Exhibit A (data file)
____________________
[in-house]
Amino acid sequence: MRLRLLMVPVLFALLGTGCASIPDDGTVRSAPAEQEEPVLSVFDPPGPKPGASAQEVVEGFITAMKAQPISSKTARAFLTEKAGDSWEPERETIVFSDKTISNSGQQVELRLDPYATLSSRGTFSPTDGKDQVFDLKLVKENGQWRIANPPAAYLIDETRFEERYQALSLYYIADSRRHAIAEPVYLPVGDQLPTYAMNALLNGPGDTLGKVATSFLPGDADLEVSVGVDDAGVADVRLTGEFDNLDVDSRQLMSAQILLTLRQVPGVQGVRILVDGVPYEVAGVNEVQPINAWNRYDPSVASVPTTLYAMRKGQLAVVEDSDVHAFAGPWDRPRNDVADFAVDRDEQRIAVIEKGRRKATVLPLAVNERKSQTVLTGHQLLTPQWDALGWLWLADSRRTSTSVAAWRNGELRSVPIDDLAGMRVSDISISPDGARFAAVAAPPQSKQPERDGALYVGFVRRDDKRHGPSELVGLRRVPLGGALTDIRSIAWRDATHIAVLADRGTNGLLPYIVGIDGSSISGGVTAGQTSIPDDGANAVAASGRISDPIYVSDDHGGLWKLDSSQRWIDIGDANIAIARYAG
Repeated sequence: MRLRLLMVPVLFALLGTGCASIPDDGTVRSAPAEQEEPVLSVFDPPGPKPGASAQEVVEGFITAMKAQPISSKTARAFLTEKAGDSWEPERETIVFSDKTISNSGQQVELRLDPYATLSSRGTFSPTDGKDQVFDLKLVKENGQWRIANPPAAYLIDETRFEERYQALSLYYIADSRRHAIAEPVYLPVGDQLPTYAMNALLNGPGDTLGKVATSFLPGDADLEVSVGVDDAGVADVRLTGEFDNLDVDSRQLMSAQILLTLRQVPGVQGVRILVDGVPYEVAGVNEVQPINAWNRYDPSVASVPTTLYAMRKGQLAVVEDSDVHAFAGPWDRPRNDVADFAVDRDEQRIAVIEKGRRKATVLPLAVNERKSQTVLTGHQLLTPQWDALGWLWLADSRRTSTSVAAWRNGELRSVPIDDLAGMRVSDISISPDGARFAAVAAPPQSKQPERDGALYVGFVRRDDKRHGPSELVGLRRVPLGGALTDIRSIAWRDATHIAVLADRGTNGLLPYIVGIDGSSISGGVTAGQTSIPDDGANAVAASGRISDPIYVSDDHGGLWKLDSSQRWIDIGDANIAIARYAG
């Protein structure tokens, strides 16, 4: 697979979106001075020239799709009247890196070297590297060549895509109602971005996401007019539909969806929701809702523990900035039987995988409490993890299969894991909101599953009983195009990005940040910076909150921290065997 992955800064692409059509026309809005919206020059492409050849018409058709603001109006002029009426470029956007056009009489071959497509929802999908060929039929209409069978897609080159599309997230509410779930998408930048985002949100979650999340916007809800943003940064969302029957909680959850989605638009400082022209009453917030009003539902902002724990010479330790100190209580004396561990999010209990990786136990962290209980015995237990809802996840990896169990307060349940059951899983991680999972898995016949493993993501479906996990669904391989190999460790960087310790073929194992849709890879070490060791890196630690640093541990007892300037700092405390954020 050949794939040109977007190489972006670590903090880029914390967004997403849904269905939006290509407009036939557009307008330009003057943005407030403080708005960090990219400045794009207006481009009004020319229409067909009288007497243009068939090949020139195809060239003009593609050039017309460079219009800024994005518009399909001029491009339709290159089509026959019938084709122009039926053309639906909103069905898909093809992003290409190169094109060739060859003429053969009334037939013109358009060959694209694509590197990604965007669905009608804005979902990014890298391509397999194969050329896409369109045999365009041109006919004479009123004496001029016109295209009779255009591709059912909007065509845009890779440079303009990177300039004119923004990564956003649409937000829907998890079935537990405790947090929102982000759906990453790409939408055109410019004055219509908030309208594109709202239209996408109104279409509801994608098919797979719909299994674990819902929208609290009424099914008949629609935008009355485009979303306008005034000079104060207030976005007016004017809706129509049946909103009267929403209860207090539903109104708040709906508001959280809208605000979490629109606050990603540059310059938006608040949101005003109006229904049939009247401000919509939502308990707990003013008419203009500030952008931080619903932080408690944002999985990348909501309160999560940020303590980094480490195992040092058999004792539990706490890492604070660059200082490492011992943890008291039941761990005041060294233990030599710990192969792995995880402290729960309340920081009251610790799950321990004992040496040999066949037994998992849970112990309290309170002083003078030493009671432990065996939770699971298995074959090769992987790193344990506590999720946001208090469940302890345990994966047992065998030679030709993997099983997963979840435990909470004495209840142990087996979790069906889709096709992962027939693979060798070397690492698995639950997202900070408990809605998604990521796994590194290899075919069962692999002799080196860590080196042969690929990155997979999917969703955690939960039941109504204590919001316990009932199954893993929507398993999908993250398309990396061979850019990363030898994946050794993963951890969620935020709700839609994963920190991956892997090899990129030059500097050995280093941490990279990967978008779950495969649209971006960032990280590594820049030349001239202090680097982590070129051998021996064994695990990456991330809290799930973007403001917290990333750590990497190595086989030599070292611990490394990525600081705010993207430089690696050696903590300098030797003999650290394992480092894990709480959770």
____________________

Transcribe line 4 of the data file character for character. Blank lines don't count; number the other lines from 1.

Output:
């Protein structure tokens, strides 16, 4: 697979979106001075020239799709009247890196070297590297060549895509109602971005996401007019539909969806929701809702523990900035039987995988409490993890299969894991909101599953009983195009990005940040910076909150921290065997 992955800064692409059509026309809005919206020059492409050849018409058709603001109006002029009426470029956007056009009489071959497509929802999908060929039929209409069978897609080159599309997230509410779930998408930048985002949100979650999340916007809800943003940064969302029957909680959850989605638009400082022209009453917030009003539902902002724990010479330790100190209580004396561990999010209990990786136990962290209980015995237990809802996840990896169990307060349940059951899983991680999972898995016949493993993501479906996990669904391989190999460790960087310790073929194992849709890879070490060791890196630690640093541990007892300037700092405390954020 050949794939040109977007190489972006670590903090880029914390967004997403849904269905939006290509407009036939557009307008330009003057943005407030403080708005960090990219400045794009207006481009009004020319229409067909009288007497243009068939090949020139195809060239003009593609050039017309460079219009800024994005518009399909001029491009339709290159089509026959019938084709122009039926053309639906909103069905898909093809992003290409190169094109060739060859003429053969009334037939013109358009060959694209694509590197990604965007669905009608804005979902990014890298391509397999194969050329896409369109045999365009041109006919004479009123004496001029016109295209009779255009591709059912909007065509845009890779440079303009990177300039004119923004990564956003649409937000829907998890079935537990405790947090929102982000759906990453790409939408055109410019004055219509908030309208594109709202239209996408109104279409509801994608098919797979719909299994674990819902929208609290009424099914008949629609935008009355485009979303306008005034000079104060207030976005007016004017809706129509049946909103009267929403209860207090539903109104708040709906508001959280809208605000979490629109606050990603540059310059938006608040949101005003109006229904049939009247401000919509939502308990707990003013008419203009500030952008931080619903932080408690944002999985990348909501309160999560940020303590980094480490195992040092058999004792539990706490890492604070660059200082490492011992943890008291039941761990005041060294233990030599710990192969792995995880402290729960309340920081009251610790799950321990004992040496040999066949037994998992849970112990309290309170002083003078030493009671432990065996939770699971298995074959090769992987790193344990506590999720946001208090469940302890345990994966047992065998030679030709993997099983997963979840435990909470004495209840142990087996979790069906889709096709992962027939693979060798070397690492698995639950997202900070408990809605998604990521796994590194290899075919069962692999002799080196860590080196042969690929990155997979999917969703955690939960039941109504204590919001316990009932199954893993929507398993999908993250398309990396061979850019990363030898994946050794993963951890969620935020709700839609994963920190991956892997090899990129030059500097050995280093941490990279990967978008779950495969649209971006960032990280590594820049030349001239202090680097982590070129051998021996064994695990990456991330809290799930973007403001917290990333750590990497190595086989030599070292611990490394990525600081705010993207430089690696050696903590300098030797003999650290394992480092894990709480959770």